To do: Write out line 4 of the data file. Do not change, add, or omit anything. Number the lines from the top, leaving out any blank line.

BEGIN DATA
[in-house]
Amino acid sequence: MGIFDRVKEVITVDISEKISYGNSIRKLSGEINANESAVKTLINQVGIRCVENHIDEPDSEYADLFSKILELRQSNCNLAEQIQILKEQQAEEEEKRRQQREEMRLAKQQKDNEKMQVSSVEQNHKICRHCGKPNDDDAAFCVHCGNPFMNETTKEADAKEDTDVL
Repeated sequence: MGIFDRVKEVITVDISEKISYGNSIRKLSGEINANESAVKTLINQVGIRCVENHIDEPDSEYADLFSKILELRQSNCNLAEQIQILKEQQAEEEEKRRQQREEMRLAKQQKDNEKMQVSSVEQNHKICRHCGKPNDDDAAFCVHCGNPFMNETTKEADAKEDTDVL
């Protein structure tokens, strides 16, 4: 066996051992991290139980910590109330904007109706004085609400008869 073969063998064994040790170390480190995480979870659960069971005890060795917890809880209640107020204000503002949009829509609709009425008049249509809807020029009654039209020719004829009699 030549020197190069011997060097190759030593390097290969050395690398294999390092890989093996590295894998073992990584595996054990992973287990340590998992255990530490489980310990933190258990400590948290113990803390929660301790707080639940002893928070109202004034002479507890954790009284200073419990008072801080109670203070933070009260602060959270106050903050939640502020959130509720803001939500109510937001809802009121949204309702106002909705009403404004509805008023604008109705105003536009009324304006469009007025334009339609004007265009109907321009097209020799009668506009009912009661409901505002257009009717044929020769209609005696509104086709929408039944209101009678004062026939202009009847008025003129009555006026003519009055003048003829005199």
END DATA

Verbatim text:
């Protein structure tokens, strides 16, 4: 066996051992991290139980910590109330904007109706004085609400008869 073969063998064994040790170390480190995480979870659960069971005890060795917890809880209640107020204000503002949009829509609709009425008049249509809807020029009654039209020719004829009699 030549020197190069011997060097190759030593390097290969050395690398294999390092890989093996590295894998073992990584595996054990992973287990340590998992255990530490489980310990933190258990400590948290113990803390929660301790707080639940002893928070109202004034002479507890954790009284200073419990008072801080109670203070933070009260602060959270106050903050939640502020959130509720803001939500109510937001809802009121949204309702106002909705009403404004509805008023604008109705105003536009009324304006469009007025334009339609004007265009109907321009097209020799009668506009009912009661409901505002257009009717044929020769209609005696509104086709929408039944209101009678004062026939202009009847008025003129009555006026003519009055003048003829005199």